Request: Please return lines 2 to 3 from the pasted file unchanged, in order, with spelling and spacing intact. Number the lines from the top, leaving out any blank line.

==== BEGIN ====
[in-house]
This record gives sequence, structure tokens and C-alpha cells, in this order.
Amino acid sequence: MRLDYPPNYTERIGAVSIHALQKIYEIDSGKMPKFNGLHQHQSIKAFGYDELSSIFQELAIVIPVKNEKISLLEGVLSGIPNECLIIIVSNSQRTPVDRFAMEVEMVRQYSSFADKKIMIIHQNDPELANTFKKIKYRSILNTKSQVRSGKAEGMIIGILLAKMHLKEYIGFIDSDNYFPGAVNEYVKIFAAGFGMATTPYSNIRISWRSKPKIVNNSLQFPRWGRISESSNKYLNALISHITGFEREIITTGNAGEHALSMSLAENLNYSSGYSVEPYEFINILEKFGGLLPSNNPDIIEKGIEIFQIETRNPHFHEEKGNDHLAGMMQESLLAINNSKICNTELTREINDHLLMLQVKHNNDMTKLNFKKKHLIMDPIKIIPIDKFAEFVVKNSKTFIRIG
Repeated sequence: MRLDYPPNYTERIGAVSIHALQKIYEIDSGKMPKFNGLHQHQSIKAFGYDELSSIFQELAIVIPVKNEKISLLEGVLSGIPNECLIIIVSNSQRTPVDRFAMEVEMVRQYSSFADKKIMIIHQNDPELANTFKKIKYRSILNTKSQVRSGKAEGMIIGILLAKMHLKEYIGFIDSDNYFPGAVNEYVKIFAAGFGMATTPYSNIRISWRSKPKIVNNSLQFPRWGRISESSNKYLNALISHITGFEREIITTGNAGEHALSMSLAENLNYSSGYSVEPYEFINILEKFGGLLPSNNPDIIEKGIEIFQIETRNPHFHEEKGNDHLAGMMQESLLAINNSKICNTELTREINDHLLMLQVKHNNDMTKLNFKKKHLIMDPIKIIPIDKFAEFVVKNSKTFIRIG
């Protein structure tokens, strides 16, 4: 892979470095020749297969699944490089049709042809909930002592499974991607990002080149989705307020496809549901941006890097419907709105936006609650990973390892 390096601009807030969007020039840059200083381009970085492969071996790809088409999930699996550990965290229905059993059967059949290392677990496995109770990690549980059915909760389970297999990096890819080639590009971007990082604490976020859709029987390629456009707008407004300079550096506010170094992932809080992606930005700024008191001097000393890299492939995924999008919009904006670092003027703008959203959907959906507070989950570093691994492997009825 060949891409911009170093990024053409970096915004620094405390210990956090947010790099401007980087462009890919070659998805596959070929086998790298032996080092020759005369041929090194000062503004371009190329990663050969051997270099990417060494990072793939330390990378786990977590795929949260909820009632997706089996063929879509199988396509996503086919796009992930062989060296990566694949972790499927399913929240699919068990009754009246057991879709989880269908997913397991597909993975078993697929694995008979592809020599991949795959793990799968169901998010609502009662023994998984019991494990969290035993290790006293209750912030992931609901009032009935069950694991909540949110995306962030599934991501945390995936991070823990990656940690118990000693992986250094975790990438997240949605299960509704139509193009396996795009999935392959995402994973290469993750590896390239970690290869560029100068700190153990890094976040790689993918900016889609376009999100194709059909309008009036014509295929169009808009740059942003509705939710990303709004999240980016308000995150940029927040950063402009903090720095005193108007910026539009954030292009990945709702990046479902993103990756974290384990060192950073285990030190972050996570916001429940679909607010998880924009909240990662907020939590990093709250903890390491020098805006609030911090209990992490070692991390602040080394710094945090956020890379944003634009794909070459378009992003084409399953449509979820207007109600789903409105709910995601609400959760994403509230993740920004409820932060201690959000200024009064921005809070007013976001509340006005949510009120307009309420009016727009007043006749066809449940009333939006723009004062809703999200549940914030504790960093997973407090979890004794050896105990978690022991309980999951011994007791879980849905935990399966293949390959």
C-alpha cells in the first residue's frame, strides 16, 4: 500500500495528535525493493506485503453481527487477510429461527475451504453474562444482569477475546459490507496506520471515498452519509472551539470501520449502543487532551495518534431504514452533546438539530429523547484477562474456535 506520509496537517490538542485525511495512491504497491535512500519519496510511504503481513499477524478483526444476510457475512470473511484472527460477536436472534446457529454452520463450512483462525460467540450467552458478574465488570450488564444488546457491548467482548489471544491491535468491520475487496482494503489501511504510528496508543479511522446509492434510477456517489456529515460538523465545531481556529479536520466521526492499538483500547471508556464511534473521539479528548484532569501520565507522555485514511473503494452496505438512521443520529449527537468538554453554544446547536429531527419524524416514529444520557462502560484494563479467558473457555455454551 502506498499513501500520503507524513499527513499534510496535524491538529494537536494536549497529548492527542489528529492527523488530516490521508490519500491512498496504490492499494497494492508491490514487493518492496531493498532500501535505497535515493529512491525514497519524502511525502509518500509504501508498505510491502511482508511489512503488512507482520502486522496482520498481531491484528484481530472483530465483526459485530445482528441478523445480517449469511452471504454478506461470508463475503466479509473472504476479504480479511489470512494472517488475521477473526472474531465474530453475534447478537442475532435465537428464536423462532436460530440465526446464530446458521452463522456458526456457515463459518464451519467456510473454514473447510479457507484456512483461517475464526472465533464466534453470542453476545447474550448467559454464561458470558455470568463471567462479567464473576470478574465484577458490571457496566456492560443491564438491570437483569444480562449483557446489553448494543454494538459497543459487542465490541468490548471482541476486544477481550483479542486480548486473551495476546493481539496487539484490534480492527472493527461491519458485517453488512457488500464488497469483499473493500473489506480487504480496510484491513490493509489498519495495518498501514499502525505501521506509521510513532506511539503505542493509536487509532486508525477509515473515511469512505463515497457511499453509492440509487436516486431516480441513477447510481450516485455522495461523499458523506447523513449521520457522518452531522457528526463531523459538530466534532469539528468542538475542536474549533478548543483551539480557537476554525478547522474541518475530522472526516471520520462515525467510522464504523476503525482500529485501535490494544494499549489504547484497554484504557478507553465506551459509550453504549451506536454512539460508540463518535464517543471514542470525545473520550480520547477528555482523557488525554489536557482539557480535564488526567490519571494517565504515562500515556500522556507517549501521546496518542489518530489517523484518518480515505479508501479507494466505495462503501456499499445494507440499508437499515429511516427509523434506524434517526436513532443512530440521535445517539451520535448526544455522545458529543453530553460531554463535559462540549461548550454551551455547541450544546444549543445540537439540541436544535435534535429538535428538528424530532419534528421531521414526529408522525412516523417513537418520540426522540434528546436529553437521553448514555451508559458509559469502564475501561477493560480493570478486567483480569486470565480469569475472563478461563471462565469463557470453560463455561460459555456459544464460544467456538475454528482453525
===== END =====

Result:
This record gives sequence, structure tokens and C-alpha cells, in this order.
Amino acid sequence: MRLDYPPNYTERIGAVSIHALQKIYEIDSGKMPKFNGLHQHQSIKAFGYDELSSIFQELAIVIPVKNEKISLLEGVLSGIPNECLIIIVSNSQRTPVDRFAMEVEMVRQYSSFADKKIMIIHQNDPELANTFKKIKYRSILNTKSQVRSGKAEGMIIGILLAKMHLKEYIGFIDSDNYFPGAVNEYVKIFAAGFGMATTPYSNIRISWRSKPKIVNNSLQFPRWGRISESSNKYLNALISHITGFEREIITTGNAGEHALSMSLAENLNYSSGYSVEPYEFINILEKFGGLLPSNNPDIIEKGIEIFQIETRNPHFHEEKGNDHLAGMMQESLLAINNSKICNTELTREINDHLLMLQVKHNNDMTKLNFKKKHLIMDPIKIIPIDKFAEFVVKNSKTFIRIG